October 23 2014 Latest news:
Saturday, July 19, 2014
Two men have been jailed for a total of 17 years for a double stabbing in Norwich in which a 47 year-old man suffered a wound to his neck and head and a woman suffered injuries to her lip and ear.
A judge jailed two men for a total of 17 years for a terrifying double stabbing in Norwich, in which one victim had his neck slashed, narrowly missing his main artery.
Donald Phillips, 24, and Andrew Moss, 24, went to an address in Chestnut Court, off Cow Hill, to collect a debt, Norwich Crown Court heard
Andrew Shaw prosecuting, said an eye witness saw them breaking bottles and one of them saying that they were “going to get someone.”
They then turned up at the victim’s flat and Mr Shaw said that one of the defendants made threats saying: “I’m going to do you.”
The victim, a 47-year-old man, was then smashed over the head with a bottle and as he fell to the floor he felt a cut across his throat, which narrowly missed the main artery.
Mr Shaw said his 38-year-old partner tried to protect the victim but then she was also injured and received cuts to her ear and mouth.
The woman thought the men had a knife but Mr Shaw said that a broken bottle can cause just as much damage as a knife.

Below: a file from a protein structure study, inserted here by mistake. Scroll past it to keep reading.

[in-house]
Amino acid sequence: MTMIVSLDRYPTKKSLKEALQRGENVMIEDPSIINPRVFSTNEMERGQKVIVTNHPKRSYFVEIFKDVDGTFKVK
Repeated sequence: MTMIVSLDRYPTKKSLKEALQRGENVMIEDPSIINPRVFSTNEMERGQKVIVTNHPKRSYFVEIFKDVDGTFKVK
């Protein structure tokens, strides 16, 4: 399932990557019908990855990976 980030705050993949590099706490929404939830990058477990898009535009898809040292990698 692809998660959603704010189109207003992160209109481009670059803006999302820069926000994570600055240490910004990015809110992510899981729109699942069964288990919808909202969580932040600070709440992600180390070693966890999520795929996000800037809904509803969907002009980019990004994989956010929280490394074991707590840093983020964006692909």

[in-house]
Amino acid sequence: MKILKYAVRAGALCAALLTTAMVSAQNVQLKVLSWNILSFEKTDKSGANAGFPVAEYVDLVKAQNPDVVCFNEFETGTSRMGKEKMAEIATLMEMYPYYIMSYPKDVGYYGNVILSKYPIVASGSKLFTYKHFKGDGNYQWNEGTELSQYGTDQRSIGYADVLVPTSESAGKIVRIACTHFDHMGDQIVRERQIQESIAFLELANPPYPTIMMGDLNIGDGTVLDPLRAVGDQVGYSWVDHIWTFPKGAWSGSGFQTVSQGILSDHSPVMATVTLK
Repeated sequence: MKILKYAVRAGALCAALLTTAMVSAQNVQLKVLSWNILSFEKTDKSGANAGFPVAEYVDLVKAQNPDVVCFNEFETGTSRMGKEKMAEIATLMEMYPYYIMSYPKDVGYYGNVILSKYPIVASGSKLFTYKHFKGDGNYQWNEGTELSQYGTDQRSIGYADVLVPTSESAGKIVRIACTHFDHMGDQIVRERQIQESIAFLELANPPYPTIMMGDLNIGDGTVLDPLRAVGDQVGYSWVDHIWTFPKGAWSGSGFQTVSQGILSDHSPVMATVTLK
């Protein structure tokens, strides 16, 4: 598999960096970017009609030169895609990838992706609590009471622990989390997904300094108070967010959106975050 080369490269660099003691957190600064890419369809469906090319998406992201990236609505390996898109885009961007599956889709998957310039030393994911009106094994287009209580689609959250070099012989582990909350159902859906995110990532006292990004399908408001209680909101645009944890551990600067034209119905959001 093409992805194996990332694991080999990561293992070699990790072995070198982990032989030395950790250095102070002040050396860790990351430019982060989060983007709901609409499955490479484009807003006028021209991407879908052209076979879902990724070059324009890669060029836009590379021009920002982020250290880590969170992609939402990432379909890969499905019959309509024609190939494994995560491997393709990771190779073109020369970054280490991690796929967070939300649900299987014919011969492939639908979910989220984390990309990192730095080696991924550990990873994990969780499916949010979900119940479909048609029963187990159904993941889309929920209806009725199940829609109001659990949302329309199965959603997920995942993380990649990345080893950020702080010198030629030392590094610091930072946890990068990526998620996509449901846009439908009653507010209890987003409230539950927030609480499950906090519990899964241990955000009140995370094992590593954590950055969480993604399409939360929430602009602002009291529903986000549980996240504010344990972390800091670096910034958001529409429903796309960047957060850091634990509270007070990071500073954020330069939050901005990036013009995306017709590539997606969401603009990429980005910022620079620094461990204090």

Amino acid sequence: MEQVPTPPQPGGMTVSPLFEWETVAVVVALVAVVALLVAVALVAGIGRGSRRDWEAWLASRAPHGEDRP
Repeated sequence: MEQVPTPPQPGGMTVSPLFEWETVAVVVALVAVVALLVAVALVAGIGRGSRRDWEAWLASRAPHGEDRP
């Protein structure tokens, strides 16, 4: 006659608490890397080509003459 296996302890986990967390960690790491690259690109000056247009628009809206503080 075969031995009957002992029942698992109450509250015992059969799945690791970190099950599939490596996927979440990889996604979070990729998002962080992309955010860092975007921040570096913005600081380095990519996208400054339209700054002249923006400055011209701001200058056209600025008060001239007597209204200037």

A neighbour intervened and as the Phillips and Moss made off they were heard to mention about a debt.
Mr Shaw said: “This attack was over some type of debt.”
He said the couple were both treated in hospital for their injuries and said the man needed stitches to a wound near his eye and had to have 10 stitches to the wound to his throat. The woman also needed stitches to the cut to her ear, which had exposed the cartilage.
Moss of Aspland, Road, Norwich and Phillips, formerly of Stewart Close, Tibenham, both admitted wounding with intent the male victim and unlawful wounding to the female victim.
Phillips, who wants to wipe the slate clean also admitted burglary and asked for 15 other matters to be taken into consideration.
The court heard that both defendants have a number of previous convictions including convictions for violence.
Jailing Phillips for nine years and Moss for 8 years, Judge Nicholas Coleman also ordered that both be on extended two year licence on their release.
He said: “This was a premeditated act of violence.”
He said that they had gone to the victim’s home and said: “You were enforcing a debt. Quite why you were doing it may never truly be known.”
He said he was imposing an extended licence as he said they both presented a high risk.
“It is quite clear you both present a high risk of serious harm to members of the public. Both of you have a desire to use violence as a means of resolving conflict.”
John Morgans for Moss, said he was full of remorse and had insight into his offending.
He said that Moss had a number of problems and was wanting to overcome his drugs problem. He also felt he had let his family down.
“He is motivated to change his ways.”
John Farmer, for Phillips, said that he wanted to wipe the slate clean and had told police about other offences so he could make a fresh start on his release.
He said that Phillips had undergone a “seachage” and had changed his attitude towards offending: “This man has changed his whole attitude.”